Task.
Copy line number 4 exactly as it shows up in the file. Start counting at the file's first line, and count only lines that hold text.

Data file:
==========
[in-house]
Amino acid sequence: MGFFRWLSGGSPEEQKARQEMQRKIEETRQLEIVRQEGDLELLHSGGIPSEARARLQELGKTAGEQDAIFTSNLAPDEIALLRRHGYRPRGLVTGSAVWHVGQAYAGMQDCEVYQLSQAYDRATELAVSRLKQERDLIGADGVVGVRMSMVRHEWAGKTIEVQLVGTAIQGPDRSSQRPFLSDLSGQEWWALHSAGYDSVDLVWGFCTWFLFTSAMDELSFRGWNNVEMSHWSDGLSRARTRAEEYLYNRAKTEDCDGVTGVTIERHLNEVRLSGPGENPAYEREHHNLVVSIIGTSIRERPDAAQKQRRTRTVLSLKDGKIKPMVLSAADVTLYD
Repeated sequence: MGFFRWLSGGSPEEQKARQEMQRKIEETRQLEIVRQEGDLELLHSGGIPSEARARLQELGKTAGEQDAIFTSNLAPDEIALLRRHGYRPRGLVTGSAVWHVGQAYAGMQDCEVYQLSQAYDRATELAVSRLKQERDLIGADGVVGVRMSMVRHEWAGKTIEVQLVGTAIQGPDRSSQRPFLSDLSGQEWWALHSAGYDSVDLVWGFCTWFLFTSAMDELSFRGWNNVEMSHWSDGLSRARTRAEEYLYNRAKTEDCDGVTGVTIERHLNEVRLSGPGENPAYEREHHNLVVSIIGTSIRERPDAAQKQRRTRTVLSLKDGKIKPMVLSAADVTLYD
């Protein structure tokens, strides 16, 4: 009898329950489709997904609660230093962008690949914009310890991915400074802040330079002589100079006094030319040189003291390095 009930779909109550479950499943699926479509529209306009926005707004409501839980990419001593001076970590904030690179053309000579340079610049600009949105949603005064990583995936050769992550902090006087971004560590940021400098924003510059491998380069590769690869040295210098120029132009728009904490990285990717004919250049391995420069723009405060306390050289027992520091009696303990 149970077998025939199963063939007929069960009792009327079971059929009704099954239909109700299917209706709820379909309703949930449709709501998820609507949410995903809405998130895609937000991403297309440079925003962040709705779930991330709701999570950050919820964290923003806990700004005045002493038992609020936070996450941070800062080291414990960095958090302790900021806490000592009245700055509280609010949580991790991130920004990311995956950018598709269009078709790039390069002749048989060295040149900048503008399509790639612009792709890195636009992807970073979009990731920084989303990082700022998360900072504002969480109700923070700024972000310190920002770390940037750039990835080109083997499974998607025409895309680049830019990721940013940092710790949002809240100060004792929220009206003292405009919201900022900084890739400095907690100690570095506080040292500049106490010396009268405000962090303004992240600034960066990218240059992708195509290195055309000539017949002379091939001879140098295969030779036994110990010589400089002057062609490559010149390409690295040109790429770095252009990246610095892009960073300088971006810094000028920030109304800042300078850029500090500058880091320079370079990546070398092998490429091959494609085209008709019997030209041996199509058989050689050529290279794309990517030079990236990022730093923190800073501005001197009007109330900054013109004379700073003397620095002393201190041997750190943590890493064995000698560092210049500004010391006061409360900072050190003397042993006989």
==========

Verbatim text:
């Protein structure tokens, strides 16, 4: 009898329950489709997904609660230093962008690949914009310890991915400074802040330079002589100079006094030319040189003291390095 009930779909109550479950499943699926479509529209306009926005707004409501839980990419001593001076970590904030690179053309000579340079610049600009949105949603005064990583995936050769992550902090006087971004560590940021400098924003510059491998380069590769690869040295210098120029132009728009904490990285990717004919250049391995420069723009405060306390050289027992520091009696303990 149970077998025939199963063939007929069960009792009327079971059929009704099954239909109700299917209706709820379909309703949930449709709501998820609507949410995903809405998130895609937000991403297309440079925003962040709705779930991330709701999570950050919820964290923003806990700004005045002493038992609020936070996450941070800062080291414990960095958090302790900021806490000592009245700055509280609010949580991790991130920004990311995956950018598709269009078709790039390069002749048989060295040149900048503008399509790639612009792709890195636009992807970073979009990731920084989303990082700022998360900072504002969480109700923070700024972000310190920002770390940037750039990835080109083997499974998607025409895309680049830019990721940013940092710790949002809240100060004792929220009206003292405009919201900022900084890739400095907690100690570095506080040292500049106490010396009268405000962090303004992240600034960066990218240059992708195509290195055309000539017949002379091939001879140098295969030779036994110990010589400089002057062609490559010149390409690295040109790429770095252009990246610095892009960073300088971006810094000028920030109304800042300078850029500090500058880091320079370079990546070398092998490429091959494609085209008709019997030209041996199509058989050689050529290279794309990517030079990236990022730093923190800073501005001197009007109330900054013109004379700073003397620095002393201190041997750190943590890493064995000698560092210049500004010391006061409360900072050190003397042993006989």